Restricted stock units (RSUs) are a form of equity compensation for employees. It is a promise from your employer to give you shares in the company in the future. RSUs are a popular form of compensation mainly at large US technology companies, including Google, Microsoft & Amazon.
RSU shares can become a significant part of your overall income and net worth, based on the performance of the company you work at. It’s crucial to understand how they work, how they are taxed and have a strategy in place for managing them.
How do RSU’s work?
RSUs are awarded to employees at key events. Many large technology companies, including Microsoft and Google, provide new employees with RSUs when joining the company. They may also be awarded annually or depending on company performance.
There are two key dates to bear in mind with RSUs, the grant date, and the vest date. The grant date is when the RSU is awarded. The vest date is when the RSU becomes available and can be sold if needed. Typically, RSUs vest over a period of time, rather than all at once.
For example, assume that you start working at Google in August 2023. When you join the company, you are provided with 100 restricted stock units, with a four-year vesting period. Each year, 25% of the RSUs vested.
In this example, 25 shares will vest after one year, a further 25 after the second year and so on.
- 2023 – Granted 100 shares
- 2024 – 25 Shares vested
- 2025 – 25 Shares vested
- 2026 – 25 Shares vested
- 2027 – 25 Shares vested
If you are awarded additional RSU’s at a later period, and can vest them in the same period as the previous vested shares, this will create a ‘vesting cliff’, which means that a single year contains multiple vesting periods.
How are RSU’s taxed?
The exact tax treatment will depend on your individual financial circumstances, how your employer has set up the RSUs, and the vesting schedule.
In all cases, there is no tax to pay when RSUs are granted. You only pay tax on RSUs when they vest. The UK tax treatment for RSUs is similar to how your salary is taxed. When your RSUs vest, you will pay income tax and employee national insurance. You may also need to pay for employers’ national insurance. Employers have the discretion to either pay this themselves or transfer the liability to you.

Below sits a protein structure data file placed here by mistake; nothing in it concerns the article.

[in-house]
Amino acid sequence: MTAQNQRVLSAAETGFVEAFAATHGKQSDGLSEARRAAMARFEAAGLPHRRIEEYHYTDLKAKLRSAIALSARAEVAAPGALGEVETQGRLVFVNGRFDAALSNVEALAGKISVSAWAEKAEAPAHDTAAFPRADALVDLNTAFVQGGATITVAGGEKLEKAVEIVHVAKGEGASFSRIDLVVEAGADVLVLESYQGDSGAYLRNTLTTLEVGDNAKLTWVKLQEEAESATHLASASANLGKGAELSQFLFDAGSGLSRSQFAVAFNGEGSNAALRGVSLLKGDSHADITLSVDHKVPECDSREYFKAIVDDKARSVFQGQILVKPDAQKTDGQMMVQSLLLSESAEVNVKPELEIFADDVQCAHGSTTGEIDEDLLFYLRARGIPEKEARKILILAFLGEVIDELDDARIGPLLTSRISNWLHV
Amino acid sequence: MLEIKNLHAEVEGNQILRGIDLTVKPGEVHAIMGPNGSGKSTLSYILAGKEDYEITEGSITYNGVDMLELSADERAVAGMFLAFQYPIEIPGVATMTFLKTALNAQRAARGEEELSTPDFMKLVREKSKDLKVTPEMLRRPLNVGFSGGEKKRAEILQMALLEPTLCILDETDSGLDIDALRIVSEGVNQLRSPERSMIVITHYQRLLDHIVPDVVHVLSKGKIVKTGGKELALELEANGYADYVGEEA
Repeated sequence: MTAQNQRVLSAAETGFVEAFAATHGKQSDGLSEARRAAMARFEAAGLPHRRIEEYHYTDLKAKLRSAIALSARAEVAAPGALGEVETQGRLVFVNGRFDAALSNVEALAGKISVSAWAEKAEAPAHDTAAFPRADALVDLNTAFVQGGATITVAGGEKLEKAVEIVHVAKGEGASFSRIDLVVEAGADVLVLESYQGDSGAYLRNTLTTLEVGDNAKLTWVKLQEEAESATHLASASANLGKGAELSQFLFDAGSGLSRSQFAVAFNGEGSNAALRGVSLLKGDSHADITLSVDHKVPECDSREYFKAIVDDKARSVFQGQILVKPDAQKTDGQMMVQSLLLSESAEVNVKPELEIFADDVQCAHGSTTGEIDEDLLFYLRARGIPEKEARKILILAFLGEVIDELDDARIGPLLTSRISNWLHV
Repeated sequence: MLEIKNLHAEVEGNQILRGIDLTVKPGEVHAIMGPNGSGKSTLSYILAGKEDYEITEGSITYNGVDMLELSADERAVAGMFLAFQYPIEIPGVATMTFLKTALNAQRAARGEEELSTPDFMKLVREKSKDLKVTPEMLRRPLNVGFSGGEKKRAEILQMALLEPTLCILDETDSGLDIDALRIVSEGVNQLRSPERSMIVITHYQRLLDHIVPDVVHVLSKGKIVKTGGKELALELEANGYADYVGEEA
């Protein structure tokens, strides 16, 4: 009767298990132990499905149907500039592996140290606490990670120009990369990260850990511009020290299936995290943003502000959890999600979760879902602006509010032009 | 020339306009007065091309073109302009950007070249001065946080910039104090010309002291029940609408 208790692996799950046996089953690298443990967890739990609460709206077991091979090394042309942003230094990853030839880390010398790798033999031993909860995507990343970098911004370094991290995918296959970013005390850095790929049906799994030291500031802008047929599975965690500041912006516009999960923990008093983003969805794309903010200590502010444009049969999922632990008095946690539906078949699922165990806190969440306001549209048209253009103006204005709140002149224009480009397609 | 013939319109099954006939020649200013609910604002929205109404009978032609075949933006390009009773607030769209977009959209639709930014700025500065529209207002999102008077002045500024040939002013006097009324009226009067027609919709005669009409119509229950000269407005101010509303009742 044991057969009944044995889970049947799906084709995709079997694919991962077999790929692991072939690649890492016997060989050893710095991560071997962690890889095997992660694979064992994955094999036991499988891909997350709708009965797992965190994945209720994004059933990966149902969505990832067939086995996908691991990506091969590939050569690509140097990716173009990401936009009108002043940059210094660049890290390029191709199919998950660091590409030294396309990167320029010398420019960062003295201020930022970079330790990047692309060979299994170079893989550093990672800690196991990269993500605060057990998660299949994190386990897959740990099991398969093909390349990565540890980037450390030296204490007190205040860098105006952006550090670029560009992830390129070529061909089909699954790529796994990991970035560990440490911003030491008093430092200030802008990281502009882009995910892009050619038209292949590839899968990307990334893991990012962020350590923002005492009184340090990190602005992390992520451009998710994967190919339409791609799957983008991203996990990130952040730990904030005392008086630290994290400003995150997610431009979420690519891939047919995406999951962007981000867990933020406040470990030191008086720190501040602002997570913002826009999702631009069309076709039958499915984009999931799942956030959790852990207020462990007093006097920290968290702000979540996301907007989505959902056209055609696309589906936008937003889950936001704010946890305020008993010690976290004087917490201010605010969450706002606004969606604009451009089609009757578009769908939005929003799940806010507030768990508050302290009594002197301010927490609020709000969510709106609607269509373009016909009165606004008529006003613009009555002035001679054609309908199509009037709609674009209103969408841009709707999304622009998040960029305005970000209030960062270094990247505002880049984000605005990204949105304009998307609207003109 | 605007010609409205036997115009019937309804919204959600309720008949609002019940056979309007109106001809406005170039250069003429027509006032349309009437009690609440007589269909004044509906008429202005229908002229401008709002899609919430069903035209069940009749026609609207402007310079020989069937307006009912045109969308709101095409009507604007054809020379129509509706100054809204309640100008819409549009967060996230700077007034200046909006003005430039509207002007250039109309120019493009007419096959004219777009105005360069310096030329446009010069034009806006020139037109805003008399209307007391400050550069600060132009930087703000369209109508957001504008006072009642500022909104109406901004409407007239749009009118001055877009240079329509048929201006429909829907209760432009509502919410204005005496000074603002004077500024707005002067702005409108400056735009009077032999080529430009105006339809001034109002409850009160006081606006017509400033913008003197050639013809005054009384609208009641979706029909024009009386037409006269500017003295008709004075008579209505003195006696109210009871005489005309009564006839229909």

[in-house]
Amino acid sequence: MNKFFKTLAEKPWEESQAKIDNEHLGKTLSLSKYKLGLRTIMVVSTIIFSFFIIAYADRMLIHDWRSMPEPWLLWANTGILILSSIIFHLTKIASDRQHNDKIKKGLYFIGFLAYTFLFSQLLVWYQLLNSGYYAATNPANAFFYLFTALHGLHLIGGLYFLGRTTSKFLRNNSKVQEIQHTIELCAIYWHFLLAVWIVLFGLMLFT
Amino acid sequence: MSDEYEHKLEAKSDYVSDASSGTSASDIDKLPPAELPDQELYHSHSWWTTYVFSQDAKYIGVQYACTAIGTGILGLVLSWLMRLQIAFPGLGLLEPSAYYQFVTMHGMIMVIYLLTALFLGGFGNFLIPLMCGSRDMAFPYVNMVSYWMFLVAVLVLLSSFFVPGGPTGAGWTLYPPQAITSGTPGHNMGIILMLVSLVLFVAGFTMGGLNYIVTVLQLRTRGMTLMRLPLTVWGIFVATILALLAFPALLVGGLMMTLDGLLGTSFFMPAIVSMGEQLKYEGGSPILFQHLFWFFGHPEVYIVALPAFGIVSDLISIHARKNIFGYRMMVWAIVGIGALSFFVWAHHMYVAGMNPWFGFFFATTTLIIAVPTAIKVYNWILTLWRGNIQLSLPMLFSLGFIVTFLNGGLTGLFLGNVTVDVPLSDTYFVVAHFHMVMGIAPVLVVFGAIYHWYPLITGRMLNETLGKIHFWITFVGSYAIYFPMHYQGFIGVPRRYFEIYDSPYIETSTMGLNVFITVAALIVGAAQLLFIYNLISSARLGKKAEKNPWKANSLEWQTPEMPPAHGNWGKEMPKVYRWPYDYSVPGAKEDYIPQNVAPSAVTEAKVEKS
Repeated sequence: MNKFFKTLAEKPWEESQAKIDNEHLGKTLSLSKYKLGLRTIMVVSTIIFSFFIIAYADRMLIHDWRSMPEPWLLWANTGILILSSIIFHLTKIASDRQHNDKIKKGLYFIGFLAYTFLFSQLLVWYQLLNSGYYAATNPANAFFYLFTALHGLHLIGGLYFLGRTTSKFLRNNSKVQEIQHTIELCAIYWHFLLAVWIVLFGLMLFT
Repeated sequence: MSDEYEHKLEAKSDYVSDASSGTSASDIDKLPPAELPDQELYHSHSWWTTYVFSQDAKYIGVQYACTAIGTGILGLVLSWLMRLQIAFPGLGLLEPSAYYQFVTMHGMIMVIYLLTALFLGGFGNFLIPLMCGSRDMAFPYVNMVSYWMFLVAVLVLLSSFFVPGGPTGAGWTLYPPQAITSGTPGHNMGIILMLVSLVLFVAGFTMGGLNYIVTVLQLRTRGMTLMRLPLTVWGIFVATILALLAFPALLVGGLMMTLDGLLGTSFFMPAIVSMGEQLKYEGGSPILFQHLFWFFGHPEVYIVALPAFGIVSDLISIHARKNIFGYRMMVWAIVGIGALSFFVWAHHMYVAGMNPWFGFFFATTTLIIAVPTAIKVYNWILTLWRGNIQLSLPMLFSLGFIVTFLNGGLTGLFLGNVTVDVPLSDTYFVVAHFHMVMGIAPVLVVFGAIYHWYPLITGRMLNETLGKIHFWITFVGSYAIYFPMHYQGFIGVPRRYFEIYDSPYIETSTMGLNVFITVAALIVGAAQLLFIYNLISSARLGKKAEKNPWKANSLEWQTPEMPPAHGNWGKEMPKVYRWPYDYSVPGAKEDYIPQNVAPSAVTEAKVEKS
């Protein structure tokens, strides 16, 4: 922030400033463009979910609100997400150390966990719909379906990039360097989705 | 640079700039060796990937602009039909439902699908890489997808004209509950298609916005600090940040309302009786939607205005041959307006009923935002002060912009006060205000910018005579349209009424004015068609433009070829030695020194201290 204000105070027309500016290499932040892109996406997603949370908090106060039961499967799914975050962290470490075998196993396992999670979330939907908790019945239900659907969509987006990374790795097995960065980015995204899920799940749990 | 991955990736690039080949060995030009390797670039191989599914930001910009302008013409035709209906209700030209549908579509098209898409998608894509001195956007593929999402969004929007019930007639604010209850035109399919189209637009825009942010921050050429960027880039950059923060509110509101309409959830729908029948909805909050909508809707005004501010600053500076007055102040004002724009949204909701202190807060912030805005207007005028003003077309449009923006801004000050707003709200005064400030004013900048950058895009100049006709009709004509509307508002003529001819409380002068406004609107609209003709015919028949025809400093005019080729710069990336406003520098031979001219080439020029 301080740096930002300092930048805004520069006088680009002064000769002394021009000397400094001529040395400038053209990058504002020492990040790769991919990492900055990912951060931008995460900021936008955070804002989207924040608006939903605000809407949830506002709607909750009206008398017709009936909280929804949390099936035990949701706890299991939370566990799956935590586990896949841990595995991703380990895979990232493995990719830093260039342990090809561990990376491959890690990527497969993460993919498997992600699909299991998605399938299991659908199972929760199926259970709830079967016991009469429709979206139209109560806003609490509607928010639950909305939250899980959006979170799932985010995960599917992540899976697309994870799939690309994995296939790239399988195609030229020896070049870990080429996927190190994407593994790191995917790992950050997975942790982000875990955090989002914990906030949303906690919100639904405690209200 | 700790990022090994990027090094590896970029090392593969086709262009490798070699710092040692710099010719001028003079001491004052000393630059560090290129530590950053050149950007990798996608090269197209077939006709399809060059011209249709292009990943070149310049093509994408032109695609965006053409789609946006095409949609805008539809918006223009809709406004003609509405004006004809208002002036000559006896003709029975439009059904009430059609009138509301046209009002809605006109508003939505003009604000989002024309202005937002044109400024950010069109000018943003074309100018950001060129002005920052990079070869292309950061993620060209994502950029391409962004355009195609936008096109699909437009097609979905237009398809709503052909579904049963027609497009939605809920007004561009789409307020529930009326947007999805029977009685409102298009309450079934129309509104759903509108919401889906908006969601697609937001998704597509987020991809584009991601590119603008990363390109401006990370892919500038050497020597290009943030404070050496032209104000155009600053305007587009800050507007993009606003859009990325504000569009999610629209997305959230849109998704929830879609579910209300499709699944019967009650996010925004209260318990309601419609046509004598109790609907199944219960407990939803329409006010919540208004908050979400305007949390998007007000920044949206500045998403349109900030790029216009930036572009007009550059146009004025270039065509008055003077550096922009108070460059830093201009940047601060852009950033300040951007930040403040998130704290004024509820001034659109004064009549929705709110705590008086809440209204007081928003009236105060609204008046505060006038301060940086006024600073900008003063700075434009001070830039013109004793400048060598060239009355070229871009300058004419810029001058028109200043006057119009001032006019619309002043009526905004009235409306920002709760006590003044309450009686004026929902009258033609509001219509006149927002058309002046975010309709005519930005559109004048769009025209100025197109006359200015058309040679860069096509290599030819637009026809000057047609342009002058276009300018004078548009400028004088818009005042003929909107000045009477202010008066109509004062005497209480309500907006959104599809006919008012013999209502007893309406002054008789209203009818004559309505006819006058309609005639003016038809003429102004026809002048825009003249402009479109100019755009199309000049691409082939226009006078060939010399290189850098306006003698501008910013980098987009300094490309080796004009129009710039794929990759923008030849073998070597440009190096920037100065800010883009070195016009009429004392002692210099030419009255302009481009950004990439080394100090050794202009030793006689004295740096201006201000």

If you are liable for employers’ national insurance, then you will need to deduct this from the RSU vest value when working out your income tax. Confusingly, you don’t deduct the employer national insurance when working out your employee national insurance.
I have included the below example showing receipt of £50,000 of RSU’s received based on the fact you are a higher rate tax-payer as follows;
- RSU Value at Vesting – £50,000
- Less: Employer NIC (13.8%) – (£6,900)
- Less: Income Tax (40%, After ER NIC) – (£17,240)
- Less: Employee NIC (2%) – (£1,000)
- RSU Value after tax – £24,860
- Tax rate paid % – 50.28%
It shows that after paying all taxes, you will be left with just £24,860 from RSUs worth £50,000. In most circumstances, the tax will be paid before you receive the shares (e.g., you will receive the net amount after withholding taxes).
How can I reduce tax on RSUs?
One way to reduce how much tax you pay on RSUs is by making pension contributions. This is because paying into a pension reduces your ‘adjusted net income’, which in effect reduces your tax bill and potentially your overall tax rate.
For example, assume that you earn £100,000 and receive RSUs of £25,000. This gives you a total income of £125,000. Because the RSUs push your total income above £100,000, you will pay 60% income tax on the RSUs.
This is known as the 60% tax trap. For every £2 you earn above £100,000, your Personal Allowance is reduced by £1. This means that in addition to paying the normal 40% tax, you also pay an additional 20% tax on income that was previously tax-free, resulting in a total tax rate of 60%
You can avoid paying this 60% tax charge by making a pension contribution. If you pay £25,000 into a pension, for tax purposes you will have earned £75,000 and receive RSUs of £25,000. This gives you a total income of £100,000 and means that you will avoid paying the 60% tax charge.
Do I pay capital gains tax on RSUs?
Once RSUs vest, you can sell the shares immediately. There will be no additional taxes to pay if you do this. However, if you decide to hold onto the shares, you may pay capital gains on RSUs.
If the value of the shares increases between when they vest and when you sell them, you will have made a capital gain. Depending on how big the gain is, you may need to pay capital gains tax.
How can I minimise capital gains tax on my RSUs?
There are two ways to minimise capital gains tax.
1. Sell the shares immediately upon vesting. This ensures that there is no gain to tax. If you still want to hold the shares, you could buy them back in a stocks and shares ISA. This ensures that any future growth is tax-free (although you may still pay withholding taxes, particularly if the shares are held in a US company). If you hold the shares within a SIPP, any future growth is tax-free and no withholding tax will apply.
2. Transfer some of your RSUs to your spouse. This is particularly useful if you have accrued large gains on the shares since vesting. There is no tax to pay when transferring shares to your spouse, thanks to the inter-spousal transfer exemption. Your spouse can then sell the shares, making use of their capital gains tax allowance.
In effect, this enables you to sell double the shares before capital gains tax becomes payable.
Get in contact with Direct Peak today to help advise you on the best way to manage your RSU shares, and your future tax planning strategies.